My birthday was yesterday. At work, some of my lovely co-workers gave me a ton of soda, bought me lunch and a snack, and gave me some foil balloons. It was a great time, and I had a ton of fun at work because of it – always good to feel appreciated.
As I left work, I grabbed the balloons along with everything else. My thought process was, quite simply, that I would bring some balloons home for Loki. They’d hang near the ceiling, their strings dangling near the floor, and give him something fun to play with while I wrote.
I walked in the door to discover I was wrong. I was so very, very wrong. Loki initially ran up to greet me, as he always does when I get home…then he saw the balloons.
His expression was not one of excitement, or of mischief, or even of the desire to pounce. It was the sort of terror he usually reserves for large dogs, me dropping my phone, and his dreaded adversary the vacuum cleaner. Before I could even say “hello,” Loki was tearing off across the tile floor and into the safety of the bedroom, where he could burrow under the bed and wait for the terrible floating monsters to go away.
Now, this is surprising. Outside of the usual “Loud noises are startling”, and of course the vacuum cleaner, Loki is a pretty bold cat. He doesn’t panic easily. His curiosity usually outweighs his self of sense preservation, which is why I so often have to lock him in the bedroom when I cook.
But as far as he was concerned, I brought home four floating minions of hell, spawned from the deepest reaches of Satan’s dominion.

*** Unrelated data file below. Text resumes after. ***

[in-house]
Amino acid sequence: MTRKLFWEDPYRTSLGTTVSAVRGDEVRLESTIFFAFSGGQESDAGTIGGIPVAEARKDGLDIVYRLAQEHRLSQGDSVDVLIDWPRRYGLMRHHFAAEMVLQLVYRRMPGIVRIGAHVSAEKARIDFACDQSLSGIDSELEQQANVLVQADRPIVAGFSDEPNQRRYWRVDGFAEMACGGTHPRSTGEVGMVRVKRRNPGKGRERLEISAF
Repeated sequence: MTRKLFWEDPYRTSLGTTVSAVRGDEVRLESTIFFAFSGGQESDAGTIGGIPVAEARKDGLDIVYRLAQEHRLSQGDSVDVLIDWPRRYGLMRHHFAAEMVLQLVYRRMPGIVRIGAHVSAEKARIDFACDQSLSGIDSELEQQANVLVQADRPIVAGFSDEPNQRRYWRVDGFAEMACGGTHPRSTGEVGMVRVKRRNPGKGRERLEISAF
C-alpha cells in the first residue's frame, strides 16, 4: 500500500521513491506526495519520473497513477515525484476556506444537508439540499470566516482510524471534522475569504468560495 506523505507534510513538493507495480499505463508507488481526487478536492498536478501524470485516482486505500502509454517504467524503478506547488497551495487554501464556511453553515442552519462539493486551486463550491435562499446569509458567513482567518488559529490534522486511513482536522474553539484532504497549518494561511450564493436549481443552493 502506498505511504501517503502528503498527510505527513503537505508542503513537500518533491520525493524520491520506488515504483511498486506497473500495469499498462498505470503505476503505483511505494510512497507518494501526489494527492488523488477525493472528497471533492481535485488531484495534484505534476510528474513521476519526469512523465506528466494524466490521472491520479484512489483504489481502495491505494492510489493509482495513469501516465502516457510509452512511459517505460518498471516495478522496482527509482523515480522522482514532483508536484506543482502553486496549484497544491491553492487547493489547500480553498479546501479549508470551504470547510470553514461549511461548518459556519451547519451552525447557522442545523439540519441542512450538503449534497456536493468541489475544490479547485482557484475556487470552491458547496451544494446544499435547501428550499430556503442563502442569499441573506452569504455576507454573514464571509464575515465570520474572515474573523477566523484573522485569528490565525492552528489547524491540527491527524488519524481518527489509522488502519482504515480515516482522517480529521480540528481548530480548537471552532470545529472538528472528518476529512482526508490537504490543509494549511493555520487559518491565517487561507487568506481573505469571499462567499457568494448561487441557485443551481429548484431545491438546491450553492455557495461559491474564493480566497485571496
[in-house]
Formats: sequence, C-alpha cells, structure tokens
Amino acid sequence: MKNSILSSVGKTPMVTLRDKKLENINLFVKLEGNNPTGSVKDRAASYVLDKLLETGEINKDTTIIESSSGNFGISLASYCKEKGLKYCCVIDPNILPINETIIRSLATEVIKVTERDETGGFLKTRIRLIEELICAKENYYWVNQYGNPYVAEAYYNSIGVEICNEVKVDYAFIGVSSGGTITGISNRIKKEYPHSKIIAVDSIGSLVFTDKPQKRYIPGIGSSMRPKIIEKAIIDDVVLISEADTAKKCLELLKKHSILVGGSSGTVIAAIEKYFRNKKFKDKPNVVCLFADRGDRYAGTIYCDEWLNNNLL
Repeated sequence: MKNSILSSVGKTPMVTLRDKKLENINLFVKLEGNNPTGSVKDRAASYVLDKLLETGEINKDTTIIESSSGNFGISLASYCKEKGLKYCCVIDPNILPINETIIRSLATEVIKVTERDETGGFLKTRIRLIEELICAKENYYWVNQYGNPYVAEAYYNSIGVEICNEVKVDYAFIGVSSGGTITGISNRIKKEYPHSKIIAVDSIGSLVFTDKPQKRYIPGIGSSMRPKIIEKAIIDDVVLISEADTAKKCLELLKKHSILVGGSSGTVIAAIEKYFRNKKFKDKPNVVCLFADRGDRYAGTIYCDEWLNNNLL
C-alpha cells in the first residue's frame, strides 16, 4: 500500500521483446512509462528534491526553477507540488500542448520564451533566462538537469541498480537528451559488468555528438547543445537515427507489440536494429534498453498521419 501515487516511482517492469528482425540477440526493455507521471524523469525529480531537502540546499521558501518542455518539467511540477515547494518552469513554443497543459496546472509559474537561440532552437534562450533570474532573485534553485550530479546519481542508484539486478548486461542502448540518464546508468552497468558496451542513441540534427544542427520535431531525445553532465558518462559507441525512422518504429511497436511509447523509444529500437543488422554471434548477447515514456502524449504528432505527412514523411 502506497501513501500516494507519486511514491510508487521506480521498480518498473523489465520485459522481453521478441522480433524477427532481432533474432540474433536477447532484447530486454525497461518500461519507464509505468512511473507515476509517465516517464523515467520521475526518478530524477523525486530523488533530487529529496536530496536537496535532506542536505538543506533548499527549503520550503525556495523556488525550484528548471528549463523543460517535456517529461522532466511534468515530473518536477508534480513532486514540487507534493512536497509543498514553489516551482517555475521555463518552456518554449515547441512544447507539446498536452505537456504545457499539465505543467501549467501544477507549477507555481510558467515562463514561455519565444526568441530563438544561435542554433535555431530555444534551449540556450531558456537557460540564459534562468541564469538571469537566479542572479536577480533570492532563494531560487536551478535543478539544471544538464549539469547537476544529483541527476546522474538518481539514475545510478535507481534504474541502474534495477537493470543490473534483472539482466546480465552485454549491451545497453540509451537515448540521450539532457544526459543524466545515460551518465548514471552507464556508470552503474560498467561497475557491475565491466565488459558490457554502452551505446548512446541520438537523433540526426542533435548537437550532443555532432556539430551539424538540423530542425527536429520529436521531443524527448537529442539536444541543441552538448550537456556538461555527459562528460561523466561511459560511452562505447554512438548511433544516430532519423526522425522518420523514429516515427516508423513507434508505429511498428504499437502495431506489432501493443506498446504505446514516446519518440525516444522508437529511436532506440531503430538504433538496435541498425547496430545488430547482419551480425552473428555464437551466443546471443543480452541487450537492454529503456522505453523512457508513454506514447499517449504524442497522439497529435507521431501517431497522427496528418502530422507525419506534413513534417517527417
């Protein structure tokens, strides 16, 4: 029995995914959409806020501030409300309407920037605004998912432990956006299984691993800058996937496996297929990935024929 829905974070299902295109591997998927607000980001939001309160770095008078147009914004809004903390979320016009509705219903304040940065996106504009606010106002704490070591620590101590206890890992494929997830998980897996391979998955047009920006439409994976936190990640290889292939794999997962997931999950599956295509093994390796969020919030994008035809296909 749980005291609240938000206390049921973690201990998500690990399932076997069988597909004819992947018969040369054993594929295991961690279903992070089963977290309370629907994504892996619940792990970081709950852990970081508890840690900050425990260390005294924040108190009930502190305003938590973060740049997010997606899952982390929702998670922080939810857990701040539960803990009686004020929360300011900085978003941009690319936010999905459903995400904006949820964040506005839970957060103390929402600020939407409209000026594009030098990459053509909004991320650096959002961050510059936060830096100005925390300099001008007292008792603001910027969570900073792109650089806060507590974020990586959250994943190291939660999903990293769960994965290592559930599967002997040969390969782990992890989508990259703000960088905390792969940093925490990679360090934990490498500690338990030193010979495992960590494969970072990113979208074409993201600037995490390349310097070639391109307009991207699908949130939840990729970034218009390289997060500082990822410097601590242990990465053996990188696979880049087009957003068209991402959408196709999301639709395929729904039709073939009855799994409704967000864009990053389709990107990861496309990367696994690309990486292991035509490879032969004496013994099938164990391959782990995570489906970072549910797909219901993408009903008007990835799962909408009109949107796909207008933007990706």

I left the balloons floating on the ceiling and grabbed his treats, hoping to coax him out from under the bed so he could see they were harmless. The temptation of kitty snacks was enough to lure him, carefully, out from under the bed. He followed them all the way into the hall outside my bedroom, in fact – right up until he noticed the balloons and made a sound like Satan’s teakettle before dashing back to the safety of my bed.
I was torn between laughing and feeling sorry for the poor little guy. I decided to put the balloons in my bathroom. Loki is not allowed in my bathroom because he loves destroying toilet paper and he has his own bathroom where the litter box lives, so I figured this was a good place to keep the evil hellspawn from terrorizing my dear, sweet, cat.
However, I didn’t consider the ramifications of the path I had to traverse with these balloons. See, To get the balloons into the bathroom, I have to walk them through the bedroom.
The moment I entered the bedroom, Loki comes streaking out from under my bed, making a sound somewhere between Banshee and fingernails on a chalkboard. He takes a flying leap at the horrible strings on the balloons. I choose to believe he did so because he believed these monsters were attacking me and wanted to defend me. It makes what happens next much less annoying.
If you’ve never tried to intercept a pouncing cat, there’s very little that will stop them. Solid steel, perhaps, or a good plank of wood. Balloon strings, on the other hand, offer no resistance to their flight.
Meaning his claws went right through the strings. But, as Newton taught us, an object in motion stays in motion until acted upon by an external force. In this case, the external voice that acted upon Loki’s claws was my ribcage.
I shouted. Loki shreiked. The balloons hovered, mocking us fleshy meat sacks.
Loki retreated back under the bed. The balloons were safely placed in jail in my bathroom, where they are hovering right now, still waiting for a chance to cause more mayhem. It was a solid hour before Loki could be coaxed out from under the bed, at which point he was super demanding of cuddles. I’m not sure which one of us he was trying to comfort.
As I sit here and write this, I realize something.
Loki was right. I brought demons into our home, and they have worked their dark magic. At some point, I’ll have to remove these harbingers of chaos from my home…and I shudder to think of what they’ll unleash in the process.